Bally Peak Outlook

Climbers Spend 47 Days Cleaning 2.2 Tons Of Trash From Everest With Tourists Away

Ryan Ford

Even the world's most inhospitable, inaccessible places aren't untouched by human activity. Just about everywhere we go, we leave some evidence behind that we were there. And of course in those hard-to-reach spots, it's that much more challenging to clean up after ourselves, or for others to clean up later on.

And so, it's a bit heroic when someone goes to great lengths to try to get those areas back to some semblance of the pristine state they ought to be in.

Activity on the slopes of Mt. Everest and other challenging Himalayan peaks is a double-edged sword for Nepal.

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While the world's highest peaks bring in much needed tourist dollars, the tourists attempting to scale the peaks leave trash by the ton behind them. It's often simply not practical or safe for them to hump empty oxygen canisters and torn tents and human waste along as they ascend and descend in life-threatening conditions.

And for the same reasons, cleanups of Everest can't happen very often, which is not ideal for those who rely on Himalayan glaciers for their water supply downstream.

However, with the ongoing COVID-19 pandemic cutting off tourists and thus reducing traffic on the slopes, Nepal's climbers saw an opportunity to take out some of the Himalayas' trash.

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In late 2020, a group of 12 climbers led by Dawa Steven Sherpa set out on an epic cleanup of base camps in the Himalayas.

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Dawa has been leading cleanups since 2008 and since 2019, he's been working with Swiss luxury brand Bally in its Peak Outlook program, which seeks to preserve some of the world's most extreme environments.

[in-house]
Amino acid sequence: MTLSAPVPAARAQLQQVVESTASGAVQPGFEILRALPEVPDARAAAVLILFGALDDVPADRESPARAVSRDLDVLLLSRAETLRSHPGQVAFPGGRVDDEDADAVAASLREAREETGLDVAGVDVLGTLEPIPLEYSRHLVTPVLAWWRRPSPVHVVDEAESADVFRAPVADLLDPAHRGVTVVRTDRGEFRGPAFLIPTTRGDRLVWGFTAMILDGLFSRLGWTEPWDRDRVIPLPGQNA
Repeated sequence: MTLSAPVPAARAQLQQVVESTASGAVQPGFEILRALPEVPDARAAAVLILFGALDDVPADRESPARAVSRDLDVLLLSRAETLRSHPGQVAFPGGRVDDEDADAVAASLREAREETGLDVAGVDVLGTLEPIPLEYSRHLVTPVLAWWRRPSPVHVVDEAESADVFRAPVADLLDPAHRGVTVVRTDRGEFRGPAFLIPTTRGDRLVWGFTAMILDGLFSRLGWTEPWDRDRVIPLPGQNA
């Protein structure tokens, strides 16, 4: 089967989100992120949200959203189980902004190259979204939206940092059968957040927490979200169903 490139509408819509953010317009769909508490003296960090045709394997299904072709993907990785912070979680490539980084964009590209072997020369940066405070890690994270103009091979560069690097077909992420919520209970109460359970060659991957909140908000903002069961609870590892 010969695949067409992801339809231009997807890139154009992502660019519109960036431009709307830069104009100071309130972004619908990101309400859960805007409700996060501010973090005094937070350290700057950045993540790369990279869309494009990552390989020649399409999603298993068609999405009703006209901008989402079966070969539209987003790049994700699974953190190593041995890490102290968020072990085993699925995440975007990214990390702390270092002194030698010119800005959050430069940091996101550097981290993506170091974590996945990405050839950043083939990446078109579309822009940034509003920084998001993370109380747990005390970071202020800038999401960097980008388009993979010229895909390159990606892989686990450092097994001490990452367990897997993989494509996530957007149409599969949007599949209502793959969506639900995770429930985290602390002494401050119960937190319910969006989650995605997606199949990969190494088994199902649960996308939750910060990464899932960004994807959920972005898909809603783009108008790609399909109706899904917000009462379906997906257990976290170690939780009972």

Dawa's 2020 expedition marked the first phase of Bally's "8x8000m" pledge to remove waste from the base camps at Nepal's eight mountains that are over 8,000 meters in height.

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The first phase brought the climbers to Mt. Everest, Cho Oyu, Lhotse, and Makalu.

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In all, Dawa's expedition to the four peaks took 47 days, with the group using alternate routes due to pandemic-related closures of official trails. Traveling west to east, the group removed 2.2 tons of trash.

Surprisingly, having less traffic on the mountains proved challenging in its own way.

"Between Everest and Makalu, we were walking where no one had walked for over a year, and we got lost," one climber told The Telegraph. "The path had grown over. It was like nature reminding us that it only takes one year to remove the trace of human trails."

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This isn't the first significant cleanup of Everest or the other popular Himalayan peaks.

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More regular efforts started gearing up in 2011 and in 2019, a 14-member team spent 45 days removing an astounding 6,613 pounds of garbage from Everest just over the first two weeks, CNN reported.

That expedition also recovered four bodies from the mountain.

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Dawa and his team aren't finished yet, either.

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The campaign to clean up the mountains and their base camps will continue later in 2021 with the team aiming to tidy Kanchenjunga, Dhaulagiri, Manaslu, Annapurna, and give another sweep of Everest.

It's inevitable that the tourists will be back one day, which is critical to Nepal's economy — tourism supports more than a million jobs and almost 8% of the nation's GDP — so pristine slopes are an important way for the country to roll out the welcome mat, as well as taking care of an extremely sensitive ecosystem.

h/t: Bally Peak Outlook

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